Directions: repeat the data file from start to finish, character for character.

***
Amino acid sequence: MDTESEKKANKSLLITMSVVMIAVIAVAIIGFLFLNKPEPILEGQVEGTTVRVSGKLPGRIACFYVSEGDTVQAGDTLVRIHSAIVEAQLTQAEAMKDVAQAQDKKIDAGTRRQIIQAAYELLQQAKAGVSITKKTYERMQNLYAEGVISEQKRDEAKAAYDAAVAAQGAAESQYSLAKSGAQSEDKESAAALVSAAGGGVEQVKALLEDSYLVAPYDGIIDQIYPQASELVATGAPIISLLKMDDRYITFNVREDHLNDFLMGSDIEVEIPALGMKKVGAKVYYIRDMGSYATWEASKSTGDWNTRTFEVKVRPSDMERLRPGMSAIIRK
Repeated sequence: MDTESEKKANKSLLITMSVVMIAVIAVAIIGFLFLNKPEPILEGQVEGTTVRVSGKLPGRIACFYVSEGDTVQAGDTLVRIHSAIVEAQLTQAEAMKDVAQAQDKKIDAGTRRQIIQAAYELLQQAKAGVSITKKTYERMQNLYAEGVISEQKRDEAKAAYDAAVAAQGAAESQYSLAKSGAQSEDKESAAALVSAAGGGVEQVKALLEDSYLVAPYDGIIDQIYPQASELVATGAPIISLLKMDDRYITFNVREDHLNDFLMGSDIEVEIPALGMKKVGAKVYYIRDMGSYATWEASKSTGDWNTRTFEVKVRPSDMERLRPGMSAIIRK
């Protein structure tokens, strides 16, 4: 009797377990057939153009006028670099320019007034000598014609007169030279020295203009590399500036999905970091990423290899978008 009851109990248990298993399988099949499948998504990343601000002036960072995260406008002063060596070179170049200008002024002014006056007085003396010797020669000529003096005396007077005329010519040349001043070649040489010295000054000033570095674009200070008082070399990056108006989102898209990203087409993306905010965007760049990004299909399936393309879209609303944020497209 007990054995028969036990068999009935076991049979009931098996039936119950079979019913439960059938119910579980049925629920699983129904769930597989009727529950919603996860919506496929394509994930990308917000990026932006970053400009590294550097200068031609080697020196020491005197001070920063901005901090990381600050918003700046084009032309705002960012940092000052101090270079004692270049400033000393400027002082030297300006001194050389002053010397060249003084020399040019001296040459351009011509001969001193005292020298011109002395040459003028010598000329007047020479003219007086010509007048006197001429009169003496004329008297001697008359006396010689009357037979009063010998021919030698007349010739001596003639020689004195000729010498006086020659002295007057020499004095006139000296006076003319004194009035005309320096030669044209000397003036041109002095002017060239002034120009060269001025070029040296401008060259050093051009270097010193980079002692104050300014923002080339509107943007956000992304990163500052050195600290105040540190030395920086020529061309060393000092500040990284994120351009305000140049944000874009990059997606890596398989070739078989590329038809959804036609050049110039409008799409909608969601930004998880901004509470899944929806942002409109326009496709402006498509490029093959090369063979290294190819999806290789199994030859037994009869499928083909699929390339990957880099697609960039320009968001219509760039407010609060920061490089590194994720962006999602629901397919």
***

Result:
Amino acid sequence: MDTESEKKANKSLLITMSVVMIAVIAVAIIGFLFLNKPEPILEGQVEGTTVRVSGKLPGRIACFYVSEGDTVQAGDTLVRIHSAIVEAQLTQAEAMKDVAQAQDKKIDAGTRRQIIQAAYELLQQAKAGVSITKKTYERMQNLYAEGVISEQKRDEAKAAYDAAVAAQGAAESQYSLAKSGAQSEDKESAAALVSAAGGGVEQVKALLEDSYLVAPYDGIIDQIYPQASELVATGAPIISLLKMDDRYITFNVREDHLNDFLMGSDIEVEIPALGMKKVGAKVYYIRDMGSYATWEASKSTGDWNTRTFEVKVRPSDMERLRPGMSAIIRK
Repeated sequence: MDTESEKKANKSLLITMSVVMIAVIAVAIIGFLFLNKPEPILEGQVEGTTVRVSGKLPGRIACFYVSEGDTVQAGDTLVRIHSAIVEAQLTQAEAMKDVAQAQDKKIDAGTRRQIIQAAYELLQQAKAGVSITKKTYERMQNLYAEGVISEQKRDEAKAAYDAAVAAQGAAESQYSLAKSGAQSEDKESAAALVSAAGGGVEQVKALLEDSYLVAPYDGIIDQIYPQASELVATGAPIISLLKMDDRYITFNVREDHLNDFLMGSDIEVEIPALGMKKVGAKVYYIRDMGSYATWEASKSTGDWNTRTFEVKVRPSDMERLRPGMSAIIRK
């Protein structure tokens, strides 16, 4: 009797377990057939153009006028670099320019007034000598014609007169030279020295203009590399500036999905970091990423290899978008 009851109990248990298993399988099949499948998504990343601000002036960072995260406008002063060596070179170049200008002024002014006056007085003396010797020669000529003096005396007077005329010519040349001043070649040489010295000054000033570095674009200070008082070399990056108006989102898209990203087409993306905010965007760049990004299909399936393309879209609303944020497209 007990054995028969036990068999009935076991049979009931098996039936119950079979019913439960059938119910579980049925629920699983129904769930597989009727529950919603996860919506496929394509994930990308917000990026932006970053400009590294550097200068031609080697020196020491005197001070920063901005901090990381600050918003700046084009032309705002960012940092000052101090270079004692270049400033000393400027002082030297300006001194050389002053010397060249003084020399040019001296040459351009011509001969001193005292020298011109002395040459003028010598000329007047020479003219007086010509007048006197001429009169003496004329008297001697008359006396010689009357037979009063010998021919030698007349010739001596003639020689004195000729010498006086020659002295007057020499004095006139000296006076003319004194009035005309320096030669044209000397003036041109002095002017060239002034120009060269001025070029040296401008060259050093051009270097010193980079002692104050300014923002080339509107943007956000992304990163500052050195600290105040540190030395920086020529061309060393000092500040990284994120351009305000140049944000874009990059997606890596398989070739078989590329038809959804036609050049110039409008799409909608969601930004998880901004509470899944929806942002409109326009496709402006498509490029093959090369063979290294190819999806290789199994030859037994009869499928083909699929390339990957880099697609960039320009968001219509760039407010609060920061490089590194994720962006999602629901397919």